Published April 8, 2021 at 8:19am
Story by Roselle Tenorio. Photos courtesy of Kristin Colaneri.
Kristin Colaneri brings her extensive arts training and experience, a global perspective, and her passion for equity, racial justice, and social-emotional education to the good work she does in Dallas and beyond.
Kristin was born into the arts with a New York based musician, drummer, and singer as a father, a pianist as a grandmother, and many other artists as family members. Performing on stage since she was in kindergarten, Kristin knew her future would include the arts when she experienced a performance of A Chorus Line, one of the longest running American broadway productions of all time. Kristin went on to obtain her BA in Theater & Vocal Performance Montclair State University, an MA in Art & Film and a certificate in writing/film producing from the Tisch Film school at NYU.
Kristin keeps deep roots in both New York City, as well as Dallas. After her parents divorced early in Kristin’s childhood, her mother moved to Dallas where she would have family nearby. Her father stayed close to family in New York and down the East Coast. Experiencing and living in such complex and different environments has resulted in a strange comfort in the liminal spaces of change, expression, and advocacy. Both of her parents were involved in the civil rights movement; her mother earned her degree in political science and Kristin was highly aware of the privilege her family held, and was taught to speak up for justice in her role as a white, Italian woman.
Kristin’s equity lens includes a global perspective. She explains, “I grew up understanding that being bilingual, multilingual, travelling abroad all make us more well rounded and adaptable.” She encourages her community to be mindful that we are globally connected and that American exceptionalism and national thinking can be dangerous, not taking careful consideration of cultures around the world.
Like many other New Yorkers who viscerally experienced the attacks of 9/11, Kristin could have taken her trauma and used it for anger, but instead Kristin turned to love and compassion, pouring herself into studies about middle eastern experience and culture, looking for a better understanding of what led to this moment in our shared history. She built upon her bicoastal upbringing, multicultural experiences and arts training to eventually start a fine arts program at one of the largest Islamic private schools in the country, located in Garland, Texas. All of the fine arts units are interdisciplinary, built on thinking globally with deep dives into cultural ideas as well as embracing the spirit of fun which naturally occurs when we celebrate culture together.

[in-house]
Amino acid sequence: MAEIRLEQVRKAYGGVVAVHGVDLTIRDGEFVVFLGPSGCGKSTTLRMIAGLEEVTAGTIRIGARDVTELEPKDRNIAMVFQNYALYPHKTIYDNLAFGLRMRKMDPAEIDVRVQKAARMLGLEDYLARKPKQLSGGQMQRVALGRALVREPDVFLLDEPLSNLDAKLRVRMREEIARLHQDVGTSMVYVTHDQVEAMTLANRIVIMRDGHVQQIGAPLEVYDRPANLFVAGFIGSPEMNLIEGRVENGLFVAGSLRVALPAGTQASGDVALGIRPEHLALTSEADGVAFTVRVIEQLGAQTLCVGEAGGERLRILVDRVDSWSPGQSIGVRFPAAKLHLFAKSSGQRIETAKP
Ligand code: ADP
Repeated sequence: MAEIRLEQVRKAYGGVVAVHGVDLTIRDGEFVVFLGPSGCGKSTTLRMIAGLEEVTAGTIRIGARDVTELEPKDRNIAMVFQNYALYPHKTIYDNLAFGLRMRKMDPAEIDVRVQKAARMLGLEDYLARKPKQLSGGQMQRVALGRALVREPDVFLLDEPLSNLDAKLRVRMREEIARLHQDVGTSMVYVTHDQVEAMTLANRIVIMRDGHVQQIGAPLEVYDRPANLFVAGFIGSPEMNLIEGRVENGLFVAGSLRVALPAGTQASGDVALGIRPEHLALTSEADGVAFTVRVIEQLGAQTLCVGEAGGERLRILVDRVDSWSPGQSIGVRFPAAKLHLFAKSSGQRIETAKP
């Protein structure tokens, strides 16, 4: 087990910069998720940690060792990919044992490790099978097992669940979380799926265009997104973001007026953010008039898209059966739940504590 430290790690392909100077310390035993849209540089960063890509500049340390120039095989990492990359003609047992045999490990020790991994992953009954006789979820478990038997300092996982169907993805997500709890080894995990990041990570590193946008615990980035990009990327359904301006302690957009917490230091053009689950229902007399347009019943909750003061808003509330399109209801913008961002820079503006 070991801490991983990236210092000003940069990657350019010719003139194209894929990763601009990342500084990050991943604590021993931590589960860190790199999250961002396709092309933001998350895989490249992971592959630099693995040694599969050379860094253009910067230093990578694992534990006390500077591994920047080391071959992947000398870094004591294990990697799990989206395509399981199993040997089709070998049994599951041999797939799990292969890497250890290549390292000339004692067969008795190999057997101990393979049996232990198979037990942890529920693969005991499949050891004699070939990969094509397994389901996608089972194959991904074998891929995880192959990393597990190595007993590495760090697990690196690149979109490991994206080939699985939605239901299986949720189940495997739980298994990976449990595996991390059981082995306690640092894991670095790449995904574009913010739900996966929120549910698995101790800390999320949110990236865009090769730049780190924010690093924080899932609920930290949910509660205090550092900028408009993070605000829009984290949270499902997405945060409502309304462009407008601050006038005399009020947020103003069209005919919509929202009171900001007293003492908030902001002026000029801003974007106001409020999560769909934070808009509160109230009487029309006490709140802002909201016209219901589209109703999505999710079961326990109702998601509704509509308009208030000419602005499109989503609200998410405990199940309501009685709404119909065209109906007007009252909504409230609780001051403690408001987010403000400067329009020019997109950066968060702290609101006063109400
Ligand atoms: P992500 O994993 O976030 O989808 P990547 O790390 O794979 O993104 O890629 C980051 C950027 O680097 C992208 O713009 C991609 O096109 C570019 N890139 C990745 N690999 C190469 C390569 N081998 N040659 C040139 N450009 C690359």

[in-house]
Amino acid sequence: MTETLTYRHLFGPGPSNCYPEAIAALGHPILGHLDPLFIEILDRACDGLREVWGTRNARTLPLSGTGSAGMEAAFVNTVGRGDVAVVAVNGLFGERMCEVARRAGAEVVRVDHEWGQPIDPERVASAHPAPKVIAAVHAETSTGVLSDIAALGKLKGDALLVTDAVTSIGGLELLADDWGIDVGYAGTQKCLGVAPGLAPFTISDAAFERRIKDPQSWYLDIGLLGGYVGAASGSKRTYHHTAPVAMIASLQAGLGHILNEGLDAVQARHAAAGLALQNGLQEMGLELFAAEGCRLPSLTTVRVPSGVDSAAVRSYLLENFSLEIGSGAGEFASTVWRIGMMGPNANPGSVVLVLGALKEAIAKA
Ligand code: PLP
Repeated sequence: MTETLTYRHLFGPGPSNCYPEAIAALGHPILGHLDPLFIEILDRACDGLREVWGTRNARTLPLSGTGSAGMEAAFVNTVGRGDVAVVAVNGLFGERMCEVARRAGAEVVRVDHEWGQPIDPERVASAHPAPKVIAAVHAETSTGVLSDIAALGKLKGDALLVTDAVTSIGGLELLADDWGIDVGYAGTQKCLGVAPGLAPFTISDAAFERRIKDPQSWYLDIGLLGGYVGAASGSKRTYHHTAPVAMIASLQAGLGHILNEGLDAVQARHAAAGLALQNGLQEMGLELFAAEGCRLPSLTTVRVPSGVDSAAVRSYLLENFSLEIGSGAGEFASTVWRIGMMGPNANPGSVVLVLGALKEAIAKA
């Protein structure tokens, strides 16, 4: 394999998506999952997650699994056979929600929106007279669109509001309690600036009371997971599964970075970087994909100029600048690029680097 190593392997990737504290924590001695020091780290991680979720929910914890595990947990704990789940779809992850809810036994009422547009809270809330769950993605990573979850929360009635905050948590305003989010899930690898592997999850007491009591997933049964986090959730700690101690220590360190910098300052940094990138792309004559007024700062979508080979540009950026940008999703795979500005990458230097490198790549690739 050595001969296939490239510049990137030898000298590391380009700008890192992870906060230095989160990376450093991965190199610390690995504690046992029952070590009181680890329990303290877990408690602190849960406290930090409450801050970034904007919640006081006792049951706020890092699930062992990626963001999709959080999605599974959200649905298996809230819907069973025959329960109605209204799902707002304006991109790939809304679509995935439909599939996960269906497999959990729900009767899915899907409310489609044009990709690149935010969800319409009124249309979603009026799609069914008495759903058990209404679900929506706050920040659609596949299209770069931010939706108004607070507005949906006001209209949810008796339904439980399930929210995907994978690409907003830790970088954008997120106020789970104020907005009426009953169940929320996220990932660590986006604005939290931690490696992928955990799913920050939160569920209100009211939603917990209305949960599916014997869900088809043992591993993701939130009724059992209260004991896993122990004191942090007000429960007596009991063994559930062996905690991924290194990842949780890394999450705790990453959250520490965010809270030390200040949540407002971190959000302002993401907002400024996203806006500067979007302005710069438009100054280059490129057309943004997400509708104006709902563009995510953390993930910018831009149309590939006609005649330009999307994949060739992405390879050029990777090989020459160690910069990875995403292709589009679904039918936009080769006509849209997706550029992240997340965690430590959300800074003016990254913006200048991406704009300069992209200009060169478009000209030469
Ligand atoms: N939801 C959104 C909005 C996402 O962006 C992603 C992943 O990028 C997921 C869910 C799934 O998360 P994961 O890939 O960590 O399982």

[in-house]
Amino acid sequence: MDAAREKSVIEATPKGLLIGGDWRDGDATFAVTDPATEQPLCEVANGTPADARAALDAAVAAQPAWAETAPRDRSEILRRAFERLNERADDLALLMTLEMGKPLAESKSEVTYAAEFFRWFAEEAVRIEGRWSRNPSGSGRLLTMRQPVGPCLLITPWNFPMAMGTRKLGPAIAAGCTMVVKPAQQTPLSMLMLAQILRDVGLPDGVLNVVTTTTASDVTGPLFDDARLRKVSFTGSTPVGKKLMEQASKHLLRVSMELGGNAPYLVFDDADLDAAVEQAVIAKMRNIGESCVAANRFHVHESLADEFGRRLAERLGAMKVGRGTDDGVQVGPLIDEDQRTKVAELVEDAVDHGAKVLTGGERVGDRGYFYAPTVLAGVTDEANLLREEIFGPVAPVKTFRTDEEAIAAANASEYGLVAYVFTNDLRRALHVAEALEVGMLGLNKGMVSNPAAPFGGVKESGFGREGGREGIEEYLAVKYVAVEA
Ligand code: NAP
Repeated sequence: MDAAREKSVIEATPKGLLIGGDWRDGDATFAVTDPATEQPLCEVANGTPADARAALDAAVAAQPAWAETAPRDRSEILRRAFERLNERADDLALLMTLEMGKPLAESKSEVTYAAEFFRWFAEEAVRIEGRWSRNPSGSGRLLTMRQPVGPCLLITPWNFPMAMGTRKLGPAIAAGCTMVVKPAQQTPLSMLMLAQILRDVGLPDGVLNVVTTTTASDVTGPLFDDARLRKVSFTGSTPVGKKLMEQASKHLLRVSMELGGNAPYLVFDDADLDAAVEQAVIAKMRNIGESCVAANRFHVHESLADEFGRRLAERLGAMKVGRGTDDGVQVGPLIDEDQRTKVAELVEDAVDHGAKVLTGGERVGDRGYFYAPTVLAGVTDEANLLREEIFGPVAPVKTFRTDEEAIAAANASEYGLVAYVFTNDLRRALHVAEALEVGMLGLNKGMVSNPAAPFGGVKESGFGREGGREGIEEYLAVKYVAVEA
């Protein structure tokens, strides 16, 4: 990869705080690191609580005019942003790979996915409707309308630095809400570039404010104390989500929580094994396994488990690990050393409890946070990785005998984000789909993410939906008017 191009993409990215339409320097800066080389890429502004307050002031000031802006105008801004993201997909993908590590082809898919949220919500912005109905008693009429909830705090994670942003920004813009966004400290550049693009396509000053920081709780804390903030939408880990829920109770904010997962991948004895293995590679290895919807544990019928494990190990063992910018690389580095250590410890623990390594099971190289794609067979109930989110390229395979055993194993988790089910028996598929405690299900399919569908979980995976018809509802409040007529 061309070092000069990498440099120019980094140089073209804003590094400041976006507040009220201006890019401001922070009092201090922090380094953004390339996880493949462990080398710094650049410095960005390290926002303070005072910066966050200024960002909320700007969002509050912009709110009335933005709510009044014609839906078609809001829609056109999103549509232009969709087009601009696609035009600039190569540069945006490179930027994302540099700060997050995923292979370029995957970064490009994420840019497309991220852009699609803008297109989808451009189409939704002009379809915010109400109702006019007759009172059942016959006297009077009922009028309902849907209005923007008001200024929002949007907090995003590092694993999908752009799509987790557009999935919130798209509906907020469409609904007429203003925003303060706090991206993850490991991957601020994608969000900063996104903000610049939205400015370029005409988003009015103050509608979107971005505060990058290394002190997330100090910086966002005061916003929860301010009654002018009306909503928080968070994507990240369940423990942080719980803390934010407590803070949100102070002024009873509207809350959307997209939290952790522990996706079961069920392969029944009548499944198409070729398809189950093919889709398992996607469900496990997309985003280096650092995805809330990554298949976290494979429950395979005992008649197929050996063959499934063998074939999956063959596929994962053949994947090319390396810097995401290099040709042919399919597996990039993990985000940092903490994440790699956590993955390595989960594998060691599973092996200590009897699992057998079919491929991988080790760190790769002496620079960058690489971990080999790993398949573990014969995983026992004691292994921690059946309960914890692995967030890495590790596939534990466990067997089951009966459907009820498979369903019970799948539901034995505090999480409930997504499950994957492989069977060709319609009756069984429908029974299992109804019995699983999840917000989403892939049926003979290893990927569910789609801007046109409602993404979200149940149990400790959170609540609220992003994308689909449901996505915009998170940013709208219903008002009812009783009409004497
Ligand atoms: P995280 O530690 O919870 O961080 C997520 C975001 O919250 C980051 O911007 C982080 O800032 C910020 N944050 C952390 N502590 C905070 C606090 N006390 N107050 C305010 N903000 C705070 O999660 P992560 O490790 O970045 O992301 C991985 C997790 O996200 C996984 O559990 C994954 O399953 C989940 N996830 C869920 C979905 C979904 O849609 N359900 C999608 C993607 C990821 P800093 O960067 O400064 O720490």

Kristin’s experience also prepared her to speak out about the racial justice, and equity in the arts in Dallas because she is comfortable in the deep conversations that are necessary for progress. While studying and working in New York City she was learning and creating in more diverse spaces and communities, which she describes as “an environment with many varied perspectives, points of view and cultural influence.” And Kristin can see the possibility of creative cultivation here in the North Texas area. “Dallas still has growth to do in the arts, we have pockets of communities but not like New York,” she says. “We are more separated and don’t always come into contact with each other—we are homophilous. When the pandemic hit and when the Black Lives Matter movement gained mainstream momentum, the theater and arts community broke down and started to question whether our spaces are diverse enough and are sensitive enough to our city’s demographics. And the answer is maybe they are not. Breakdowns move us toward breakthroughs.” Now, in Dallas we are seeing more art institutions make room at the table.
Kristin lends her expertise to work with many arts nonprofits in the Dallas-Fort Worth Area on projects and initiatives that utilize a racial equity lens. Right now she is working on an event with Junior Players, a performing arts nonprofit she connected with in 2004. One of the things she loves about the organization is they sent her to work all across the city, giving Kristin the opportunity to work in many different types of schools.
As a teacher and a director working with youth in particular, Kristin is adept at facilitating social emotional learning and experiences. Due to the pandemic, young people are facing deep emotional changes. Kristin shares, “since I cannot hug them I have been connecting emotionally and spiritually with them,” working to create a healing space. Kristin, who created the Dallas Fashion & Art show, which showcased local talent, merging visual art, fashion and multimedia with live music, is now combining all of her skills to direct Junior Players’ Discover Runway Dreams.
As a director, Kristin explains her inspiration behind Discover Runway Dreams, “All of the productions I tend to do are somewhat multi-disciplinary in nature. Here, I am blurring the line between theater and runway.” She is excited to be able to step up herself as a curator and director for the production, which will feature a partnership with Junior Players, EarthX and The Crow Museum of Asian Art, and eco-friendly and sustainable fashion from three local designers with nine line pieces each. There are 21 talented young models aged five through 17 who will focus on racial inequities, social justice barriers, and the current climate of our nation and invite the audience to explore these conversations of change as they walk and perform on the runway. There will also be a surprise conceptual, free flowing art as fashion to bid on during the event which will be located at On the Levee (1108 Quaker St, Dallas, TX 75207) on April 7–9, 2021 at 7:30 pm.
For more information about Discover Runway Dreams, to attend or stream the event, visit the Junior Players website.